Saturday, 24 December 2011

Aled's Animals - Other art (Cartoon) - Aled Lewis

Aled Lewis, 'Toy Stories; What If The Dinosaurs Deserved It?', 2011

Aled Lewis is an illustrator and designer currently working in London, England. For the year 2011 he commissioned a project for himself. Namely to ‘make something cool everyday’. 
During this ambitious project Aled Lewis created the ‘Toy Stories’.

Aled Lewis, 'Toy Stories; Murder Mystery', 2011
The so called ‘Toy Stories’ are a series of comical cartoons. The characters in these cartoons are little plastic animals and sometimes people. Toys, but carefully collected and combined by Aled Lewis.

The following image shows the making of ‘N00b’ in Aled Lewis’s working space. Using blank paper he created a neutral surrounding for his figures to place in. After composing all the elements, Aled will make a photograph of the scene he created. The balloons and text are added digitally. 

Aled Lewis, 'Toy Stories' the making of 'N00b, 2011
Aled Lewis, 'Toy Stories; N00b', 2011
The attention Lewis gave to this project is clearly showing in his ‘Toy Stories’ visually and lyrically. He really read the expressions on the little faces amazingly and has brought them to life in a humorous way. I hope you’ll enjoy them and have a very happy Christmas!

Aled Lewis, 'Toy Stories; What If Cats Were Using The Internet All Along?', 2011

Wednesday, 21 December 2011

Volcanic Potraits - Collage art - Sylvia Stølan

Sylvia Stølan, 'Volcanic Spirit' 2011

Sylvia Stølan, born in Norway, graduated in 2007 as a bachelor in Visual Communication at the Utrecht School of the Arts. Today she is still based in Utrecht, working as a freelance illustrator designer.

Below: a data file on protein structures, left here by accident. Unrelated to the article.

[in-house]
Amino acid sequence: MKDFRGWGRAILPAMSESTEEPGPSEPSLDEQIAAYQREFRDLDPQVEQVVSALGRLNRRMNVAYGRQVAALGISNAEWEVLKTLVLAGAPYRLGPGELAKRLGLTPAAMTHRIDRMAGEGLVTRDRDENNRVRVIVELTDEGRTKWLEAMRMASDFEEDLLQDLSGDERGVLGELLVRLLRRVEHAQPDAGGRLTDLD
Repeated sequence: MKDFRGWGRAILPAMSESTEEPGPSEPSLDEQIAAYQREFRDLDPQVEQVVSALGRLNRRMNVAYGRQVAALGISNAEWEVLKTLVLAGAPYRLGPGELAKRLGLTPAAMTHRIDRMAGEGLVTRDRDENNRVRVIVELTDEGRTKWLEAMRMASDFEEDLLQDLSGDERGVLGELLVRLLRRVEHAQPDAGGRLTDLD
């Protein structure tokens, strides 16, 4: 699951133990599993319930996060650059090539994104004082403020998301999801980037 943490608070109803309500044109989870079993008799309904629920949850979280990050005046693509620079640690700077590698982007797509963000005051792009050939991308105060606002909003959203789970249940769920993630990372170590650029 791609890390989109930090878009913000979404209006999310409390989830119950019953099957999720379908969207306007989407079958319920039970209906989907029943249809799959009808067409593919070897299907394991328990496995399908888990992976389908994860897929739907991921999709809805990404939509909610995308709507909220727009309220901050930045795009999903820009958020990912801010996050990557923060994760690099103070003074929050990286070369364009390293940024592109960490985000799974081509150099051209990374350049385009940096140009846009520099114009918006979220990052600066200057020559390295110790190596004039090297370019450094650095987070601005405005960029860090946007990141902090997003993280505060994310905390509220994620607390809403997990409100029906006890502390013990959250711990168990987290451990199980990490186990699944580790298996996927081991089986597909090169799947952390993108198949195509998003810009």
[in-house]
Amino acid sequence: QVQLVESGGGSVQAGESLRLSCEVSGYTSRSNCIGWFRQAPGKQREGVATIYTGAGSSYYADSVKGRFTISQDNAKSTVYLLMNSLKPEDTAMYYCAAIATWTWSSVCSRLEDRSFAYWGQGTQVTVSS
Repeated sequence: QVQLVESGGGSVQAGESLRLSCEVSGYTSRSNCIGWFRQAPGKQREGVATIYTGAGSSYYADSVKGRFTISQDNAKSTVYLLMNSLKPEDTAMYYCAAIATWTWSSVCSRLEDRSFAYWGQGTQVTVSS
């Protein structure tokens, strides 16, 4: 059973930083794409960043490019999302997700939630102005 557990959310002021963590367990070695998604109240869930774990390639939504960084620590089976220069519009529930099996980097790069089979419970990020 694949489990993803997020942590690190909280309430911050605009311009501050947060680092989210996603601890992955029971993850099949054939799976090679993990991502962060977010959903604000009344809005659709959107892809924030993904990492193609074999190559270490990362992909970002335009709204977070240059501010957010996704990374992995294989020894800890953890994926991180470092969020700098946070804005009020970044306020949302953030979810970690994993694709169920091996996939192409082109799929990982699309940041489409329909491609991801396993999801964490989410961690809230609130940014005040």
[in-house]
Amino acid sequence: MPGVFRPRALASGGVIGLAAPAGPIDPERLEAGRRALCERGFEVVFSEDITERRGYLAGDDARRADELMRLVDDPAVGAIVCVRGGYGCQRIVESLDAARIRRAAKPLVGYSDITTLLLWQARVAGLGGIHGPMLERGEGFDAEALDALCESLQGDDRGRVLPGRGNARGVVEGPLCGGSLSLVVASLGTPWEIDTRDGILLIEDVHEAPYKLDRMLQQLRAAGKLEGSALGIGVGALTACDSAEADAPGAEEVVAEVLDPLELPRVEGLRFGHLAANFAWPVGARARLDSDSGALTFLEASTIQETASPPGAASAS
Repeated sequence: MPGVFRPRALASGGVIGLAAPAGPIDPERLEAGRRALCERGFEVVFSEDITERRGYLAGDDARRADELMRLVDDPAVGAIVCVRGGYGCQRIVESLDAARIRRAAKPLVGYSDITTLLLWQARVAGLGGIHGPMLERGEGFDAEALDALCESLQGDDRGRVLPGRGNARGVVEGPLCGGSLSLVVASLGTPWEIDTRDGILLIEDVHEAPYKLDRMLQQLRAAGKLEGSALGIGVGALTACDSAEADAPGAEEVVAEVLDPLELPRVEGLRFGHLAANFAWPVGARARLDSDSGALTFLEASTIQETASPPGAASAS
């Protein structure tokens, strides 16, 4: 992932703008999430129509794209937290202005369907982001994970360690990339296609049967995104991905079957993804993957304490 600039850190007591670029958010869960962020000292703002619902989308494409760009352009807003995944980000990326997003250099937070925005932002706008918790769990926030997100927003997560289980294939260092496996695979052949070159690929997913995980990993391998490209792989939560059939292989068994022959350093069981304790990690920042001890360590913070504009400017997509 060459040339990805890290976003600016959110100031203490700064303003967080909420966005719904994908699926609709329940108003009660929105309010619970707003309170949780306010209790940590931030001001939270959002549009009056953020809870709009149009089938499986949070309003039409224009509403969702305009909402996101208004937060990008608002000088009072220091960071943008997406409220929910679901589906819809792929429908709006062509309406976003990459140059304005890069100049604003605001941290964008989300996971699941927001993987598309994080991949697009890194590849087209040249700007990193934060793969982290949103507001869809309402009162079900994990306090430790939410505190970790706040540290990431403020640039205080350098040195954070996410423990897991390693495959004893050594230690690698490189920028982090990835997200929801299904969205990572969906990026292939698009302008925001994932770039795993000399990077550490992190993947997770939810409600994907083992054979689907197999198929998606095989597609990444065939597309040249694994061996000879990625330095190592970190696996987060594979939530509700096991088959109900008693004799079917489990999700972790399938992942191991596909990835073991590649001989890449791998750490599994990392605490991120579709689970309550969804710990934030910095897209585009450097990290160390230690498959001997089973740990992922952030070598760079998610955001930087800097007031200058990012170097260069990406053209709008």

A technique Sylvia often uses is ‘collage’. This year she expositioned with ‘Volcanic Spirit’ at the ‘International Weird Collage show’ at gallery Opperclaes in Rotterdam, the Netherlands. 

Sylvia Stølan, 'Volcanic Spirit', 2011

Sylvia Stølan was inspired by the existing volcanic powers during the making of the series collages ‘Volcanic Spirit’. The works include portraits combined with visual elements of volcanic material. It makes me think of all the effects volcanic eruptions can have on people. The immense powers of nature, beautiful yet destructive.
Sylvia Stølan, 'Volcanic Spirit', 2011
Sylvia Stølans collages are also truly beautiful. She has an incredible feel for composition and combining color that also shows in the presentation of ‘Volcanic Spirit’. The works are printed on foamboard and hung from the wall so a small space is created behind the object. Then Sylvia added a source of light in a perfectly chosen pinkinsh-orangy-red colour. The result causes that the works get the impression of glowing, from heat.

Sylvia Stølan, 'Volcanic Spirit', 2011, Gallery Opperclaes in Rotterdam, the Netherlands

Monday, 12 December 2011

Cinna Monday.. - Inspiring art

Hannah Radenkova, 'Phantom Barber', 2009, brush and ink, paper and digital textures
' The Phantom Barber of Pascagoula ' is a legend that started in during World War II. 
At night little wisps of hair from woman and little girls were cut of while they were sleeping.